New Brunswick

Refugees aren't alone in struggle for affordable housing, says council

The managing director of the New Brunswick Multicultural Council suggests the influx of Syrian refugees should lead to a broader analysis of affordable and social housing across the country.

Hotel rooms will be temporary homes for some refugees until permanent places can be found

Alex LeBlanc of the New Brunswick Multicultural Council says language is not only learned in the classroom but also at work and in the community. (CBC)

The managing director of the New Brunswick Multicultural Council suggests the influx of Syrian refugees should lead to a broader analysis of affordable and social housing across the country.

Last month, the federal government announced it was looking for 150 hotel rooms in Fredericton and Oromocto for refugees.

The rooms will be used for temporary housing until suitable, permanent homes can be found.

Alex LeBlanc, the managing director of the multicultural council, told Information Morning Fredericton the request for hotel rooms in many urban centres is due to the general lack of affordable housing.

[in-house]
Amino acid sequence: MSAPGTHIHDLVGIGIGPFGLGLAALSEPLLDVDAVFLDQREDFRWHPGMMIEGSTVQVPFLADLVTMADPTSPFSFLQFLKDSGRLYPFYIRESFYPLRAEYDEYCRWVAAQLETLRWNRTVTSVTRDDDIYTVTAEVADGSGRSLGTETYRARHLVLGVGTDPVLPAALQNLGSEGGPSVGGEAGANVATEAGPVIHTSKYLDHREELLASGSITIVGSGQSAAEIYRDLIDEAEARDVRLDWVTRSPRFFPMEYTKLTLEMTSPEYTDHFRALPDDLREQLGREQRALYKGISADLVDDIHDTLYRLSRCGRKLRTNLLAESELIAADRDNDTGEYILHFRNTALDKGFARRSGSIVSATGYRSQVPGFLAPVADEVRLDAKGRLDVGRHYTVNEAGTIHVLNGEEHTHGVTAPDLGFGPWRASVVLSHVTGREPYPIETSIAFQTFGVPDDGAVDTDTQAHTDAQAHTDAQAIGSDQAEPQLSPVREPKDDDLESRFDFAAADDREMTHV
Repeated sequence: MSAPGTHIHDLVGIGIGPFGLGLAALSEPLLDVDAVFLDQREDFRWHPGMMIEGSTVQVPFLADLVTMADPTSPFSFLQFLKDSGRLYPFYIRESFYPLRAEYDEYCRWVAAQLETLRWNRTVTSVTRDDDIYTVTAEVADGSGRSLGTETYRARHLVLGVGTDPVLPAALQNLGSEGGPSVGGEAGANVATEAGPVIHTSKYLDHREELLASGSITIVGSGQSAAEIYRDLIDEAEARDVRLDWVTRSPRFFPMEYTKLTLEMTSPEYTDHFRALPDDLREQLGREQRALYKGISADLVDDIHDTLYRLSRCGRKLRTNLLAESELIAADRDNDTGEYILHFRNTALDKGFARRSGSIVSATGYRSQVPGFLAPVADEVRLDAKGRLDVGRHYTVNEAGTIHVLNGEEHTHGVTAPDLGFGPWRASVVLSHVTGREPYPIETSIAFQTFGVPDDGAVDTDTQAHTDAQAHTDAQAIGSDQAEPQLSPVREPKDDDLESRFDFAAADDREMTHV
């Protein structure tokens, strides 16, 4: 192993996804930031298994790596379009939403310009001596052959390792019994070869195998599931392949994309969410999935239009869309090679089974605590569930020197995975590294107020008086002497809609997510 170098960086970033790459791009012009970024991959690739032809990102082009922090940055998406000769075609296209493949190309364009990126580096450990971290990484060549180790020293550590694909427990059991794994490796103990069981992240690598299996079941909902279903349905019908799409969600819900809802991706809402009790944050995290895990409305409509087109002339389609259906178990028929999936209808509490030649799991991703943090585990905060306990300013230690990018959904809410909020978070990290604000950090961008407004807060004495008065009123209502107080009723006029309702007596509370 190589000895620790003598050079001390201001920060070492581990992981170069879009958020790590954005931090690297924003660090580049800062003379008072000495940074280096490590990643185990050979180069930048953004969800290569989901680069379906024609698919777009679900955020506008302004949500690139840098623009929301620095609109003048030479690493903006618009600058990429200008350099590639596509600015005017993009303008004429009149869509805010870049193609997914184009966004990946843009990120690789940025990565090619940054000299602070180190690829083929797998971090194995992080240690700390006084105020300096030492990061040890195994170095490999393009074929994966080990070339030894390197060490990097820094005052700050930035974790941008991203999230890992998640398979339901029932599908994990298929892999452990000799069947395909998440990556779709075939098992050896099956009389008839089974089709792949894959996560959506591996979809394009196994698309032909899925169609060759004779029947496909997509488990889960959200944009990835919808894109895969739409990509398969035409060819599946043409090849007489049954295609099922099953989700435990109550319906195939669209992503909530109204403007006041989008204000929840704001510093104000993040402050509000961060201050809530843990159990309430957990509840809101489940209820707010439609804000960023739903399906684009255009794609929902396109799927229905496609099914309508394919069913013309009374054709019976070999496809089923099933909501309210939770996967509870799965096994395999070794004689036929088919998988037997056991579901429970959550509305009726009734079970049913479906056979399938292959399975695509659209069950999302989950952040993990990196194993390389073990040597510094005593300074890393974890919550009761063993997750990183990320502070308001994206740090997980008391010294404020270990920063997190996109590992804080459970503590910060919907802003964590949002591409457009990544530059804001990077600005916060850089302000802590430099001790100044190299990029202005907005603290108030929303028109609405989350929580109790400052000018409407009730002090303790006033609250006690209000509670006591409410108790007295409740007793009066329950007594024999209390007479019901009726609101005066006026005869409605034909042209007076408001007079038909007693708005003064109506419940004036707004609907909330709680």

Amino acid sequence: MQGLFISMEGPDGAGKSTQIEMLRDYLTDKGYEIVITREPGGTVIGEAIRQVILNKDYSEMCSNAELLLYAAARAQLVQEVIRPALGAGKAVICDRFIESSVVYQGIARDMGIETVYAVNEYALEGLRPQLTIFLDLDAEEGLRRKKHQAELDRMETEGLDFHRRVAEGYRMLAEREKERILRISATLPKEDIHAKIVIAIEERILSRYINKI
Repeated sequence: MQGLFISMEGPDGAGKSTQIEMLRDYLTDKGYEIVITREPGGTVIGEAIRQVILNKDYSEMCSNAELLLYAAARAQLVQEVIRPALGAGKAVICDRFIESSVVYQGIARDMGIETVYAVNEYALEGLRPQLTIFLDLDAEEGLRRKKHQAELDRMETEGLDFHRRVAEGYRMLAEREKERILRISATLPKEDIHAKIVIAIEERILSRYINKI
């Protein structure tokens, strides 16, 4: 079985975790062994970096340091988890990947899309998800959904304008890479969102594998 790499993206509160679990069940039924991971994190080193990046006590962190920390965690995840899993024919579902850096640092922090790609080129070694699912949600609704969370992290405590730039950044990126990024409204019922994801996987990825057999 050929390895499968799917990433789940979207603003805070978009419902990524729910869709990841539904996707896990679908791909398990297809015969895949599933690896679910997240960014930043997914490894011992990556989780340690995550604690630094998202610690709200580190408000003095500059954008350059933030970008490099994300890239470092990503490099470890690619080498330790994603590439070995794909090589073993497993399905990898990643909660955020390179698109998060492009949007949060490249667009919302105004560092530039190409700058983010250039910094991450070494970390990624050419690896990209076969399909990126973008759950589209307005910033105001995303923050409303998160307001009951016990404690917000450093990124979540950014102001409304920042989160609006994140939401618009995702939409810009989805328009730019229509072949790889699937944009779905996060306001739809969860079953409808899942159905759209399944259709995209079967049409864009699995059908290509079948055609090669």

"[Refugees] face the same challenges that people in our province and across our country are facing," LeBlanc said of the current need.

He said seniors and many low income earners already find it difficult to find places they can afford.

In New Brunswick, roughly 29,000 people are already living in places they can't afford or living in substandard housing, said LeBlanc.

But LeBlanc also said he is confident that suitable, permanent homes can be found for all the refugees coming to New Brunswick. 

This province is slated to receive 1,500 refugees before the end of the year, and more than 1,000 have already arrived.

Hotel rooms found in Mactaquac

Temporary lodging has been found at the Riverside Resort in Mactaquac, but LeBlanc said it is difficult to say how long the refugees will stay there.

He said it depends on when permanent apartments are set up, and when families are ready to move in after having a chance to normalize with other families going through the process.

But LeBlanc also noted the Mactaquac location isn't close to many employment opportunities, and that besides safety and an education for their children, most next priority of most refugees is to find work.

"[They're] very motivated to support their families and be self-sufficient here," he said.

Ottawa will pay for the temporary lodging at the hotel and LeBlanc said he doubts this will add very much to the overall cost of resettling refugees from Syria. 

He also noted that federal Immigration Minister John McCallum singled out New Brunswick at a conference last week on the arrival of refugees.

LeBlanc said New Brunswick has resettled more refugees per capita than any other province.

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